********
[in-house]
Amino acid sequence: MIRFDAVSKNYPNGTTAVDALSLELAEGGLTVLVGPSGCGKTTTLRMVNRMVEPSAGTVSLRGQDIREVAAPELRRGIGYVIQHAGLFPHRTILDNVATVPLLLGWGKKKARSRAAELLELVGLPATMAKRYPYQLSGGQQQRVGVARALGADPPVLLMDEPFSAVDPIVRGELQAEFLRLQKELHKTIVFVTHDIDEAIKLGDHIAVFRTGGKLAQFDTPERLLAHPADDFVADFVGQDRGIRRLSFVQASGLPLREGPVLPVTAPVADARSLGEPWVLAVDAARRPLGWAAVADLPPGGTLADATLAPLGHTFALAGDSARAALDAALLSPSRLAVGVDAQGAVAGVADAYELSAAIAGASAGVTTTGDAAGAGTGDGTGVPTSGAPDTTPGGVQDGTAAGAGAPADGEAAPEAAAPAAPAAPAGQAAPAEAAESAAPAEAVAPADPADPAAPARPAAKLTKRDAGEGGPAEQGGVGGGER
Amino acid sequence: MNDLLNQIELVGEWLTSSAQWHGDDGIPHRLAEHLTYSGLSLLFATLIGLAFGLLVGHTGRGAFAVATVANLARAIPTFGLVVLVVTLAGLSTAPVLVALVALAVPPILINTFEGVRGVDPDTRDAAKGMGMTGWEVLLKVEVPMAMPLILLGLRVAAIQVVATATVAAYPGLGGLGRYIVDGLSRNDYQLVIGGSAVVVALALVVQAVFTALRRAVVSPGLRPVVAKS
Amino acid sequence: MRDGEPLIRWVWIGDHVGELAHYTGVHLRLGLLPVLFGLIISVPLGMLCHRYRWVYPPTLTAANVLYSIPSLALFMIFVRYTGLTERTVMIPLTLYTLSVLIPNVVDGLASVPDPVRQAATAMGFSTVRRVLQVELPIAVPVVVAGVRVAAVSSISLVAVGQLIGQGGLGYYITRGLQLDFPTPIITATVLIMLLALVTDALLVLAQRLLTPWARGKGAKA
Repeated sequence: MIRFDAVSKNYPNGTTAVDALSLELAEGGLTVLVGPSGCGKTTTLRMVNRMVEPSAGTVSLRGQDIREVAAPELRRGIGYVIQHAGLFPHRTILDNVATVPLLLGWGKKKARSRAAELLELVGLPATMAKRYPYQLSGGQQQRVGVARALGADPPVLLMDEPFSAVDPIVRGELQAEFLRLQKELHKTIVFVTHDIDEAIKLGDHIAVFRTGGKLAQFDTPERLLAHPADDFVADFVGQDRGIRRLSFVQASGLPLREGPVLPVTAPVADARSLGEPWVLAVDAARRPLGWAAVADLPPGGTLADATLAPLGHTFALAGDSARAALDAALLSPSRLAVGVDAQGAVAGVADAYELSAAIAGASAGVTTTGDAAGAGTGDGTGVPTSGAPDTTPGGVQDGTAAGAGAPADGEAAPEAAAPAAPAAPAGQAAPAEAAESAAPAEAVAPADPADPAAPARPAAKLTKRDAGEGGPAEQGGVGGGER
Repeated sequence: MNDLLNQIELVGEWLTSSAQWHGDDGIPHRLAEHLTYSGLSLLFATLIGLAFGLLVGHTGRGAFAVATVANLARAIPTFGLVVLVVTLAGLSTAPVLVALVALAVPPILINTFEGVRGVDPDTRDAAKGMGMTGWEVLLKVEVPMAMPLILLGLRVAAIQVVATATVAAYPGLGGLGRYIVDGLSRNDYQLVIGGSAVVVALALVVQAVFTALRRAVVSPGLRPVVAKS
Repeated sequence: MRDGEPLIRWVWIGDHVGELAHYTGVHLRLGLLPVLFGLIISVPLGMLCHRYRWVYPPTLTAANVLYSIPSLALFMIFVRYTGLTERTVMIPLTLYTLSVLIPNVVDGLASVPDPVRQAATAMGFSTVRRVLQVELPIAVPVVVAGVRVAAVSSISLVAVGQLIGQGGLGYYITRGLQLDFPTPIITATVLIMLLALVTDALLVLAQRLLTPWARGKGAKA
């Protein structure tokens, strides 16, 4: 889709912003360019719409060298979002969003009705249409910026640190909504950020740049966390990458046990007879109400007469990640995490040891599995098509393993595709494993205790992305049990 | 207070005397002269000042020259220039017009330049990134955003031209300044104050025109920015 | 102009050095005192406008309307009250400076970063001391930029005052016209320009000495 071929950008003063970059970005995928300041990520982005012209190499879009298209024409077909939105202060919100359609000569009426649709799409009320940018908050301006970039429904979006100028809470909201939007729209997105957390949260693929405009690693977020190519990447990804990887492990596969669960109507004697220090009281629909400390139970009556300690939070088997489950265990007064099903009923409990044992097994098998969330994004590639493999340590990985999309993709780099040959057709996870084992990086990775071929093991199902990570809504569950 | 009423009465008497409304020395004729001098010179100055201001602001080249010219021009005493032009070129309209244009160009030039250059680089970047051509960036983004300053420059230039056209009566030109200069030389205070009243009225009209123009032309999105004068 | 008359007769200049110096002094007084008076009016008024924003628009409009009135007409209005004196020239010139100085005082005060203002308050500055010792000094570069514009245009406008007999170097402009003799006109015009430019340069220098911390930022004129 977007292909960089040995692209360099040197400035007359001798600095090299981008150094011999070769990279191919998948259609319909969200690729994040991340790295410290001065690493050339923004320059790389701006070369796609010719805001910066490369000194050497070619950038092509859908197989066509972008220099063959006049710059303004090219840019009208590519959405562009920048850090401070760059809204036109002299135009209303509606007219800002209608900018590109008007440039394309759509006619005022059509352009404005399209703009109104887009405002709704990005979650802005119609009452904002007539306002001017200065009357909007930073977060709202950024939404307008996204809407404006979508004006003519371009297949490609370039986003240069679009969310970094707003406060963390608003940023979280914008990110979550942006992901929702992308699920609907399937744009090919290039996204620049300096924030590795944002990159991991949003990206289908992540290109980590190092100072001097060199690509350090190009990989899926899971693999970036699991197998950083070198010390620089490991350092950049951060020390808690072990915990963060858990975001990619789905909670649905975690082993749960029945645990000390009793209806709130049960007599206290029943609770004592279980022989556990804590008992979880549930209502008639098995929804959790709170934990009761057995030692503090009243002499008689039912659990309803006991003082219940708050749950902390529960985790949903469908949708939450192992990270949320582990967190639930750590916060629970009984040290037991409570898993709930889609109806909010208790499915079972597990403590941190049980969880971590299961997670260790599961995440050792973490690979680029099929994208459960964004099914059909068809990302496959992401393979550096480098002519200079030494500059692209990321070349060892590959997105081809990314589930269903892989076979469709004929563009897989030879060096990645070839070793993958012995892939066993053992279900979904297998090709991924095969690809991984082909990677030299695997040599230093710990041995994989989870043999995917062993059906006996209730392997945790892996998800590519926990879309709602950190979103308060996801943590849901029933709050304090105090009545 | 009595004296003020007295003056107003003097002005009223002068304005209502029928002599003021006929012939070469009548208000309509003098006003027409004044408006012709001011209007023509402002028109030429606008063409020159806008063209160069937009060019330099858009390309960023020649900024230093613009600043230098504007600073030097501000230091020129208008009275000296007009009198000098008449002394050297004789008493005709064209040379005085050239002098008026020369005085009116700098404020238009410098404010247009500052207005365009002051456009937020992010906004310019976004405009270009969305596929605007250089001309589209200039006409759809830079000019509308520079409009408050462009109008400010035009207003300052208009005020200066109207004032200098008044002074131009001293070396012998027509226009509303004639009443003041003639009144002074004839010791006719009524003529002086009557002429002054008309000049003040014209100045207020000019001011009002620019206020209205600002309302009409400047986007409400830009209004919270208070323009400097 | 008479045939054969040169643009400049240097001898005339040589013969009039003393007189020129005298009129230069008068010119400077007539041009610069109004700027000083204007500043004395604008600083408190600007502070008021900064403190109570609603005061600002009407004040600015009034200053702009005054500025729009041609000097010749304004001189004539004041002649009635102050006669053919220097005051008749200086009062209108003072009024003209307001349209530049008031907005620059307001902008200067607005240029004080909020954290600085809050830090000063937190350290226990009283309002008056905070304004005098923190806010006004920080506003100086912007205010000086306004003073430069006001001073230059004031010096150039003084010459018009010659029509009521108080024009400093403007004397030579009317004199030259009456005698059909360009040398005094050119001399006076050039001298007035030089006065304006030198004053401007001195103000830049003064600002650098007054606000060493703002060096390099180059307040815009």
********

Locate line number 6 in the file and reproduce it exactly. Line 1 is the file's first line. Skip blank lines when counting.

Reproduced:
Repeated sequence: MNDLLNQIELVGEWLTSSAQWHGDDGIPHRLAEHLTYSGLSLLFATLIGLAFGLLVGHTGRGAFAVATVANLARAIPTFGLVVLVVTLAGLSTAPVLVALVALAVPPILINTFEGVRGVDPDTRDAAKGMGMTGWEVLLKVEVPMAMPLILLGLRVAAIQVVATATVAAYPGLGGLGRYIVDGLSRNDYQLVIGGSAVVVALALVVQAVFTALRRAVVSPGLRPVVAKS